5 Traits of the Sharing Economy Every Startup Should Know
July 06, 2015
It's no big secret that the global economy has shifted dramatically in the past few years. Many refer to this new economy as the Sharing Economy: an economy based on collaborative consumption and peer-to-peer lending that leverages people's underutilized talents, assets, and resources. Disruptive startups like Airbnb and Lyft have led the way and chances are that, if you're using Fiverr or Weleet, you're a part of this new economy.
Are you wondering if your idea, product or company is grounded in the Sharing Economy? If so, use these 5 traits to gauge how you measure up:
Does your idea, product, or company in some way save resources and help create a cleaner, greener environment?
Consumers today are more focused than ever on the long-term effects of short-term gains. If your startup or freelance work somehow creates a more sustainable form of living, you will gain an edge in the Sharing Economy. Beyond aligning with consumer values, creating sustainable products and services is good business, as often sustainability is a source of revenue and growth. Services like Liquid- a site to rent a bike from your neighbor- that preserve resources, minimize waste and/or contribute to a greener planet benefit from this model's profit potential and its resonance with users.
Does your idea, product, or company match underutilized assets with potential users, while also decreasing the transaction costs involved in buying from a third party?
Services like Zipcar or platforms such as Fon, a wireless sharing company with over 15 million hot spots globally, enable users to efficiently share resources. Similarly, platforms like Fiverr use innovative technologies to provide a seamless transfer of assets between members of a global community. Such transactions incentivize talented and aspiring professionals to utilize and develop their skills, in addition to providing small business and startups with access to a wide, diverse and affordable global talent pool.
Does your idea, product, or company benefit both parties of an interaction in a more meaningful way than just saving a buck?
In the Sharing Economy, transactions ideally benefit both parties of an interaction in a meaningful way beyond only financial gain. These benefits can be more difficult to measure, but are critical aspects of the interactions enabled by the Sharing Economy, such as enabling networking or giving an opportunity to share knowledge. For example, AirBnB hosts often provide more than just lodging for guests: they possess insider recommendations for visitors that can't be found in a guidebook, as well as flexibility beyond what a traditional hotel can accommodate. In exchange, AirBnB guests provide reciprocal flexibility, in that they are willing to rent a space for an unusual amount of time, or willing to rent places that are untraditional or don't provide standard hotel amenities. Interactions that leave both parties satisfied beyond just buying or selling a service elevate the transaction in a way that is unique to the Sharing Economy.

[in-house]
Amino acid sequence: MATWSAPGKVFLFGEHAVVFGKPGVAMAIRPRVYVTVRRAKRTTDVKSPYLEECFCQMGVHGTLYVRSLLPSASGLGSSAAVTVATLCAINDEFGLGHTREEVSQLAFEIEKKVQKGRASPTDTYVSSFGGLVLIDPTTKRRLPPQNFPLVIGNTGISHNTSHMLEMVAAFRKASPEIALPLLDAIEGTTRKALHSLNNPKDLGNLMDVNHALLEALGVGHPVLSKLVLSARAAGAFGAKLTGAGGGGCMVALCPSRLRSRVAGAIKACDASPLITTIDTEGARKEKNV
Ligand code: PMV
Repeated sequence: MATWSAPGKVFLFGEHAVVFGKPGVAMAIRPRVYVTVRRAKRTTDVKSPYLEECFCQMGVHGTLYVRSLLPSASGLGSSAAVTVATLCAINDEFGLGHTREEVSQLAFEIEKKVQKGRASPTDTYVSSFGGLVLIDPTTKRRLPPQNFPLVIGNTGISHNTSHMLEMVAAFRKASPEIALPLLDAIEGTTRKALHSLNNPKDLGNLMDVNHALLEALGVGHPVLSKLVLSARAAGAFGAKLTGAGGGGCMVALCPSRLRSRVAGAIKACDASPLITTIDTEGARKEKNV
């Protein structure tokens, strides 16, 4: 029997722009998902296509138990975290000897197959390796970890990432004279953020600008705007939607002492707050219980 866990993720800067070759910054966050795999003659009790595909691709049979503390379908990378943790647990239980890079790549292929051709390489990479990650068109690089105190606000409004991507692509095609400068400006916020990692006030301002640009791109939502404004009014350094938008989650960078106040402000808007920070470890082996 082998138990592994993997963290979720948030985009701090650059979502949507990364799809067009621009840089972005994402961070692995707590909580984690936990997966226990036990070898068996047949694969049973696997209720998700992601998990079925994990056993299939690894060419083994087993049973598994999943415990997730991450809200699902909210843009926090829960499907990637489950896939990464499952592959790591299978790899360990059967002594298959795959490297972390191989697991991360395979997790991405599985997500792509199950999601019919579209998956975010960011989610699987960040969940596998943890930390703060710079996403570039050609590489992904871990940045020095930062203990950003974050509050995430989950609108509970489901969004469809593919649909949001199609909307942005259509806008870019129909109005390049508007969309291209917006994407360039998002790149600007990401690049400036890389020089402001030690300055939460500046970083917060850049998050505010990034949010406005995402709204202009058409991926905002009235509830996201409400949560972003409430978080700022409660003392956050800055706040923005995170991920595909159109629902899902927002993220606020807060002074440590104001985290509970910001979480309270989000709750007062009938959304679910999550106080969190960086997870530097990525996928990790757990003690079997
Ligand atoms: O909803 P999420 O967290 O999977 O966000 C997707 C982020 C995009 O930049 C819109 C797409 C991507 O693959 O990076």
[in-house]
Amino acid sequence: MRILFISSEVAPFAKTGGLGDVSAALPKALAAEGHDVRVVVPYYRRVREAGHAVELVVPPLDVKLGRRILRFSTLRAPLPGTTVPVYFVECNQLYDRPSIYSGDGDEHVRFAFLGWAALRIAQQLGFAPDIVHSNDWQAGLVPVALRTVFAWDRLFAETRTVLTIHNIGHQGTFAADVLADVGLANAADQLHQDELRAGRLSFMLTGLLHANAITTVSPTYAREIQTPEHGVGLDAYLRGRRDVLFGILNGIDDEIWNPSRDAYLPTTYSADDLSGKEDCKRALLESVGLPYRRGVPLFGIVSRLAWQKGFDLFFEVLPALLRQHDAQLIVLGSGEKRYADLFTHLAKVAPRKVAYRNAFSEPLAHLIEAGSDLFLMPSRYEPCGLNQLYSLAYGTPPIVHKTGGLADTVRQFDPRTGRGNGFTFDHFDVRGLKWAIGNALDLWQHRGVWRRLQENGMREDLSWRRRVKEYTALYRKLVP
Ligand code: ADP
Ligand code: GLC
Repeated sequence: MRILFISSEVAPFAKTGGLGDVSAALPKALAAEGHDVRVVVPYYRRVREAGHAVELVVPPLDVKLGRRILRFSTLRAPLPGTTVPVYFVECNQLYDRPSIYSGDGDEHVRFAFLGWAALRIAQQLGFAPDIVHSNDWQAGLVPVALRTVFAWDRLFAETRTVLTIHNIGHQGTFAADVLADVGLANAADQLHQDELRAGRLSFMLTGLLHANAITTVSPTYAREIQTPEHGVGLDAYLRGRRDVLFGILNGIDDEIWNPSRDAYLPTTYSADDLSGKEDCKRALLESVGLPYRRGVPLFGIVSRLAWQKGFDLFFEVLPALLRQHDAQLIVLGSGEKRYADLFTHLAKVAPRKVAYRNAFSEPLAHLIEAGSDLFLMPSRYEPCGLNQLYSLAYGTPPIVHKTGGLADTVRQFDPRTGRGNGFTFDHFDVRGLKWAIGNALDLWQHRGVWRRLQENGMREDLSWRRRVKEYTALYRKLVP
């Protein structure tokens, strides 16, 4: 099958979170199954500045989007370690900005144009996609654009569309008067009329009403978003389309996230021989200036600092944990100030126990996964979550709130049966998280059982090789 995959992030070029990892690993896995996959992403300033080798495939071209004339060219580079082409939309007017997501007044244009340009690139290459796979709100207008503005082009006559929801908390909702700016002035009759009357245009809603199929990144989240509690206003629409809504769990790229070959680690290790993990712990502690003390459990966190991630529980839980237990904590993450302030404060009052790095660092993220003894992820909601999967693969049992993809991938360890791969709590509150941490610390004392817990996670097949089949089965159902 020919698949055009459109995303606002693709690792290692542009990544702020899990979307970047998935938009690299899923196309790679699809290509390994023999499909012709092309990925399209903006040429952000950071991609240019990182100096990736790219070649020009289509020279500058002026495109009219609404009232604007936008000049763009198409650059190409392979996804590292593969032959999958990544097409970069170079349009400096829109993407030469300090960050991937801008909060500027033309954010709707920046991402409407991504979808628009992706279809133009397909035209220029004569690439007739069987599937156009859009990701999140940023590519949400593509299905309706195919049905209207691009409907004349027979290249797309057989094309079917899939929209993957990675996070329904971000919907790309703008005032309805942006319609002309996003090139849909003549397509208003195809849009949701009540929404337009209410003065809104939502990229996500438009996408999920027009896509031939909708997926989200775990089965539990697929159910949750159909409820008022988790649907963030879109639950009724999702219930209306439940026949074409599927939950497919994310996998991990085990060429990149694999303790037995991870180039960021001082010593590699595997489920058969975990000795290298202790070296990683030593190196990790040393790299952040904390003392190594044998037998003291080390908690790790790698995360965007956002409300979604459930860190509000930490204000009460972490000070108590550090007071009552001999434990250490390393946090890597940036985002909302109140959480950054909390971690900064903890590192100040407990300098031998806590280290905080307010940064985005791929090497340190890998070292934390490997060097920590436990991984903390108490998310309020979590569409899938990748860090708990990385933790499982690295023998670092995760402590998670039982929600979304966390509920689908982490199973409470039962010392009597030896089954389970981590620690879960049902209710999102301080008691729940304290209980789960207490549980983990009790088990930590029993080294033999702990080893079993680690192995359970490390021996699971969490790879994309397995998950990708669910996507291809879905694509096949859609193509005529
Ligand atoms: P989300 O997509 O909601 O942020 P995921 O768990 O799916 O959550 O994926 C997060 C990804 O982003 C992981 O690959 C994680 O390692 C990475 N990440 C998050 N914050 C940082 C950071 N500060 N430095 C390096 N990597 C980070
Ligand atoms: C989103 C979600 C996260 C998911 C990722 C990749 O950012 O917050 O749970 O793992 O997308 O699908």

Does your idea, product or company allow people to meet, who might otherwise not meet, and feel like they're helping each other?
One of the most notable aspects of the Sharing Economy is that it connects people who otherwise might not have met. In an increasingly digitized world in which technological advances often eliminate the need for human interactions, the community-driven aspect of the Sharing Economy is one of its most powerful facets. Weleet's compatibility matching system for soloprenuers and independent workers is one exciting example of this notion in action. Weleet connects and allows people who would otherwise work from home alone to meet to cowork together on their (individual) projects in the same space based on personality and project needs, multiplying the number of connections that typically happen for the average solopreneur or freelancers in a single day.
Is your idea, product or company self-regulated by community ratings and rankings?
The Sharing Economy would not exist if it weren't for transparency: a system of rankings based on user-generated reviews creates a safe and largely accurate way of determining the value of goods and services. We can choose restaurants or lodgings based off not just one person's recommendation, but based off thousands of recommendations. On DogVacay, for example, dog owners find community members to house their dogs while they are away based on a star review system. Although such extreme transparency sometimes presents challenges to service-providers, user generated reviews creates the trust and regulation necessary for the Sharing Economy to flourish. In fact, it is precisely this building of “trust through transactions" that fuels the Sharing Economy.
How do you think Fiverr, Weleet and other popular platforms claiming to be part of The Sharing Economy really stack up? Let us know @Weleetweet, share this blog, and come cowork with the Weleet community!